An Interview With Robert Laguna

An Interview With Robert Laguna

I recently sat down with former Dean of Students, and longstanding AOMA faculty member Robert Laguna to talk about how he got started in the world of Acupuncture & TCM, his over two decades of history with AOMA, and the impact community healthcare has to create life-altering change.

MP: How long have you been at AOMA and how did you first become acquainted with the school?

RL: If you put all of my time together at AOMA it’s been close to 25 years. I started as a student in ‘94. I was in the second class of AOMA; they opened in ‘93. I graduated in 1997, then I went to private practice for about a couple years and then somewhere around late 1998/1999 they asked me to supervise a couple of Student Clinics. When I was in school, I would always help other students, and I also had a background in

 teaching. I had been a band director for many years. I had a teaching certificate and stuff like that, so I knew my way around a classroom especially teaching in the arts. I think around ‘99, they asked me to come around as a classroom teacher. Around that time the owner of the school, Stuart Watts was trying to limit the amount of administrative stuff he was doing, and he was actually bringing in administrators little by little, and he asked me to do some of the admin things he was doing, specifically with transfer students. Around 1999, he established a deanship, and I became the Dean of Student. I stayed in that position until about a year ago. I don’t remember exactly when I did not become the dean of students [laugh].

Guoen Wang, Robert Laguna, 1995 MP: That’s a very interesting start to becoming an acupuncturist. What made you want to shift from being a band director to entering into the field of Acupuncture and Traditional Chinese Medicine?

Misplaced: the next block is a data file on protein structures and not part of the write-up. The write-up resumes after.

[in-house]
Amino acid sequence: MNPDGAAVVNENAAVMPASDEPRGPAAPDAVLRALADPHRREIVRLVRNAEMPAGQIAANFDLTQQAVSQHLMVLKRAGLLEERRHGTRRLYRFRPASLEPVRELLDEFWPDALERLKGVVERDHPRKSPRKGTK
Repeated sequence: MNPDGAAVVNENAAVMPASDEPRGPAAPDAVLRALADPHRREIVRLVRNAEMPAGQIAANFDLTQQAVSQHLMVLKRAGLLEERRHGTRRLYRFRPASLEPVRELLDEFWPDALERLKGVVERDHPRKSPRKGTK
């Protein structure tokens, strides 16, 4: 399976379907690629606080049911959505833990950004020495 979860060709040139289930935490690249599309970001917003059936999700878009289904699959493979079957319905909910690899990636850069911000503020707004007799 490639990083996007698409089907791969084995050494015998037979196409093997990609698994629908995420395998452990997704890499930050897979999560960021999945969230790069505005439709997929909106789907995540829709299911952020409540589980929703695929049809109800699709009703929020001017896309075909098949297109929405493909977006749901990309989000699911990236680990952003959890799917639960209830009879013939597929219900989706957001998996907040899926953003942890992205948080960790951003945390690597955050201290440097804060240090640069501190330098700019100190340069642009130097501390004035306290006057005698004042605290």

RL: In my dad’s recovery from alcoholism, he became a licensed chemical dependency counselor (LCDC); this was in the late 70/80s. He established a small, outpatient detox clinic in San Antonio. I would help them, and I was basically working as a consultant for class instruction. I would help them with different stuff, with the paperwork, teaching classes, curriculum design, helping to recertify the counselors, etc. during the summer when I was off [from teaching]. Band Directors don’t get the full summer off, just a month and a half but during those time I would help them and then any time during the year when I could help.

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¡Conoce a los veteranos de AOMA!

Conoce a los veteranos de AOMA

En honor al Día de los Veteranos, nuestro director sénior de Servicios Estudiantiles, Dami Tokoya, se reunió recientemente con algunos de nuestros estudiantes veteranos para hablar sobre el impacto que tuvo en ellos el hecho de estar en el ejército y cómo su tiempo sirviendo a la nación los influyó para practicar la medicina integral. aquí en AOMA.

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Un enfoque integrador para la atención de la epilepsia

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La epilepsia es uno de los trastornos cerebrales más comunes en Estados Unidos, activamente afectando aproximadamente a 3,4 millones de personas en todo el país. Un trastorno alojado en el Sistema Nervioso Central (SNC), la epilepsia se caracteriza principalmente por la presencia de convulsiones que pueden afectar todo el cerebro (generalizado) o una porción del cerebro (focal). Dada la existencia dinámica del trastorno, ha resultado ser muy difícil de tratar. Utilizando los beneficios de múltiples prácticas médicas, los pacientes a menudo ven un beneficio al incluir un enfoque de atención más integrador y holístico en su plan de salud, en lugar de uno único.

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